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COLUMBUS, Ohio (AP) — The state of Ohio is proposing more fines for distracted driving, with the money going to help subsidize driver's education courses for those who can't afford them.
The Columbus Dispatch (http://bit.ly/1uadaN0 ) reports that the Drive Toward a Safer Ohio initiative is part of the public safety agency's budget and includes changes to driver training, driver testing and driver safety.
One part of the plan proposed by the Ohio Department of Public Safety on Wednesday would allow courts to levy an additional fine for distracted driving, much like additional fines are allowed for speeding in a construction zone. The fines would help subsidize driver's education courses for those who can't afford them. There are no estimates of how much those fines would generate.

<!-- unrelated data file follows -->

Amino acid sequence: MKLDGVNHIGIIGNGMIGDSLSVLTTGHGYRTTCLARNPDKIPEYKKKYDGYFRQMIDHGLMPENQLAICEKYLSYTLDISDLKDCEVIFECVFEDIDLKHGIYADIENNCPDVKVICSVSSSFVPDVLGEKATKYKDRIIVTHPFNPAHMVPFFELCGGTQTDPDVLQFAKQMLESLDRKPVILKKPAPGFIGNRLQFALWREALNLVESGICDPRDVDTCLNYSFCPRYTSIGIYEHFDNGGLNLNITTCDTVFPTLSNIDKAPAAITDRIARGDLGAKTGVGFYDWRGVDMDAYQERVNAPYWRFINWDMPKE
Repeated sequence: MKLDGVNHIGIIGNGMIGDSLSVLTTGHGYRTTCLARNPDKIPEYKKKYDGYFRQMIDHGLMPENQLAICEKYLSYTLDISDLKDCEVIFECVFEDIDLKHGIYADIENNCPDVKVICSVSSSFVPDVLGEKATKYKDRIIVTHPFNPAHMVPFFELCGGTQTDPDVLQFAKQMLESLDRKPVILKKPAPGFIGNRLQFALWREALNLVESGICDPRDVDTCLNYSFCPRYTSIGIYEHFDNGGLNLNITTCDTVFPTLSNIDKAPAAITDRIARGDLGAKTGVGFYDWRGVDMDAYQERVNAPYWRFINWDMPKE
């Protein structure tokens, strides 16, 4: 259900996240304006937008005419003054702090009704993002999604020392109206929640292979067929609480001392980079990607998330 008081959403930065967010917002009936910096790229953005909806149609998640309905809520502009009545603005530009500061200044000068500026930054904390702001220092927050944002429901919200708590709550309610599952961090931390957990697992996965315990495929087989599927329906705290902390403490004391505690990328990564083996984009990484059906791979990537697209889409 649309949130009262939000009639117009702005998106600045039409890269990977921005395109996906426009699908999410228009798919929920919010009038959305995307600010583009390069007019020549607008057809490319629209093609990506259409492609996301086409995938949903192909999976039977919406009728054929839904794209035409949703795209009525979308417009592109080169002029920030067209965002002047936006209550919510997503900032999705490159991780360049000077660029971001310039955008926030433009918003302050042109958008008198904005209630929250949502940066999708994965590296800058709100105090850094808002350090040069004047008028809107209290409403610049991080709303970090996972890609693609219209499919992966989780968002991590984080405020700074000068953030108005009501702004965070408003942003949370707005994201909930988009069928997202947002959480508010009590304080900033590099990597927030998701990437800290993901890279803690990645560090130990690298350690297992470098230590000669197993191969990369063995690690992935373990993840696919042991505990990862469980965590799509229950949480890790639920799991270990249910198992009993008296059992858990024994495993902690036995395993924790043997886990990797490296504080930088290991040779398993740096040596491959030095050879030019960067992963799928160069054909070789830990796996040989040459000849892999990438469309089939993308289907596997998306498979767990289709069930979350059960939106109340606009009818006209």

Another component of the proposal would allow first-time drivers who are 18 or older to skip the maneuverability and driving test and instead take a certified advance-driving course. Ohioans younger than 18 would still have to complete driver's education coursework, which includes classroom instruction, behind-the-wheel training and required driving hours with a parent or guardian.
Some defer the driving education because they can't afford it, said Public Safety Director John Born. Anyone in Ohio 18 or older can currently take their driver's test without taking the driver's education training.
"So what ends up happening is they become a new driver with zero skills or education," Born told the House Finance Committee Wednesday. "We want to provide them an avenue to get the driver education that they need."
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